6. #6
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    Sep. 25, 2005
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    Nothing to add other than I use the SmartVite supplements and love them. I also use FeedXL (www.feedxl.com) to help balance diets. Of everything I plugged into the program, the SmartVite line comes out arms and legs ahead of everything else in terms of truly being balanced. The Arabs get the Performance Alfalfa and the fatties get the Maintenance Grass.



  7. #7
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    I'm considering this if I can figure out the math.

    http://www.uckeleequine.com/buy/equiphos20/

    Strange that it is the only one I can find.

    That way I can continue the oil based Vitamin e seperate from the selenium, as I may need to stop the SE in a few months, and the Mag Ox that she is getting.



  8. #8
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    Phosphorus supplements are very rare... I'm surprised you were even able to find that one. You are right to be wary of multivitamins--there is so much in there that you just don't need, and most don't take the time to check their values and make sure they aren't overdosing in certain areas which then leads to all sorts of other problems. It makes more sense to just purchase the vitamins you need and supplement that way if you can.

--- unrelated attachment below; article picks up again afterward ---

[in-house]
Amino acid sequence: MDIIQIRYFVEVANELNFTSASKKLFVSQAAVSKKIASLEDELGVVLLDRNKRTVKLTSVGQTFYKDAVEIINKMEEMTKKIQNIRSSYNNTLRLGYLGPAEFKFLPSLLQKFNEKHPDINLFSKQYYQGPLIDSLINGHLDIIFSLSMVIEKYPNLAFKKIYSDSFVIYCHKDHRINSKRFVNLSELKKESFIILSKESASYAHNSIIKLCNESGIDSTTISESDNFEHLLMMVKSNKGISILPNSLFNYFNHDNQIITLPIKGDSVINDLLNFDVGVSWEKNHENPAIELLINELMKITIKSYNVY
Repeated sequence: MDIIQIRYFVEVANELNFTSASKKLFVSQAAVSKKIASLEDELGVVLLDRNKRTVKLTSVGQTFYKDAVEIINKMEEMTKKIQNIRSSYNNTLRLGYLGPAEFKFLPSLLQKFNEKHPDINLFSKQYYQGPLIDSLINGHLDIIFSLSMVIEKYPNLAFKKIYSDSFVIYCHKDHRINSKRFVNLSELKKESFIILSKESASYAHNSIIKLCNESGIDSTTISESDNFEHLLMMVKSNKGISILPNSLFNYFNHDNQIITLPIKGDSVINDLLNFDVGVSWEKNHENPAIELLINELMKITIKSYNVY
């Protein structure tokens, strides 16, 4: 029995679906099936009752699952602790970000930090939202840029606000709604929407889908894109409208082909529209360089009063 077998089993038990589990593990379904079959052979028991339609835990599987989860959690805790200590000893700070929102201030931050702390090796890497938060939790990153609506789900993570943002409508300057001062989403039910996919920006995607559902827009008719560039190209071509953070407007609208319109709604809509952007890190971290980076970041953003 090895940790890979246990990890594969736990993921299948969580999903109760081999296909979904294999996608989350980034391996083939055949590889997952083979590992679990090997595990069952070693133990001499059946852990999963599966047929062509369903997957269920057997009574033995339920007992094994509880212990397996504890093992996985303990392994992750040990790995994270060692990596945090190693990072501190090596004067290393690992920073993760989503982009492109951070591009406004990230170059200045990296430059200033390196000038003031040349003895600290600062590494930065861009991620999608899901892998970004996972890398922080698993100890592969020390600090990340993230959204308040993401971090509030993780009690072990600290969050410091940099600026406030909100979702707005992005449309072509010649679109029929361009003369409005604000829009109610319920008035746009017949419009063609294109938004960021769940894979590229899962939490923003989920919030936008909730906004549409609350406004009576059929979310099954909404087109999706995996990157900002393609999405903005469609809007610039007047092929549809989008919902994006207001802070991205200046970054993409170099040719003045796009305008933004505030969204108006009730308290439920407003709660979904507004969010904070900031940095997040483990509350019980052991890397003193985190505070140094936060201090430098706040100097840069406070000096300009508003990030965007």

I use this as a cheat sheet to measure my values: http://www.extension.purdue.edu/extmedia/AS/AS-429.html

    From there you can determine how many grams of P your horse may need. My guess would be 1 or 2 oz. of that supplement would do the trick, but I don't know your horse's workload or weight. It's still going to be guesswork since you don't have consistent hay, but there is a general idea of the values of alfalfa you may be dealing with through that link.

    As for the pellets, I called the company that produced my alfalfa pellets and they were able to tell me what the NSC levels were. They said they had gotten asked that question a lot. I'm sure you could do the same for grass pellets.

    That is an incredible source Auventera! How useful! I'm going to check that out.



  9. #9
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    Not a feed expert, but for allergy (and a few other) reasons, the only hay my mare can have is alfalfa. She is borderline EPSM (as in biopsied negative, but muscle enzyme tests are really bad) so she also gets 2 cups of corn oil daily (which has helped the enzyme levels). She doesn't need any extra weight, so rice bran wouldn't work. I give her 2# (dry weight) regular wheat bran every day. It's very high in phosphorous and really mixes the oil well. I also give her a vit sup for alfalfa based diets. She has been on this diet for a year and looks better than ever. Her energy and work ethic have improved too.
    Do not toy with the dragon, for you are crunchy and good with ketchup!



  10. #10
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    I thought about the wheat bran but isn't it rather high NSC?

    http://www.triplecrownfeed.com/artic...hydrate-levels

    If scroll down you see that it is, nearly 31%. I think grass pellets would be significantly lower than that.



  11. #11
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    My girl cannot have grass-(orchard, timothy or other) in pellets, hay or growing form, she also cannot have any form of oats or barley, so I'm pretty limited to bran and alfalfa. I know it's not an ideal diet, and it's not what I would put a different horse on, but it's working for her with her restrictions.
    Do not toy with the dragon, for you are crunchy and good with ketchup!



  12. #12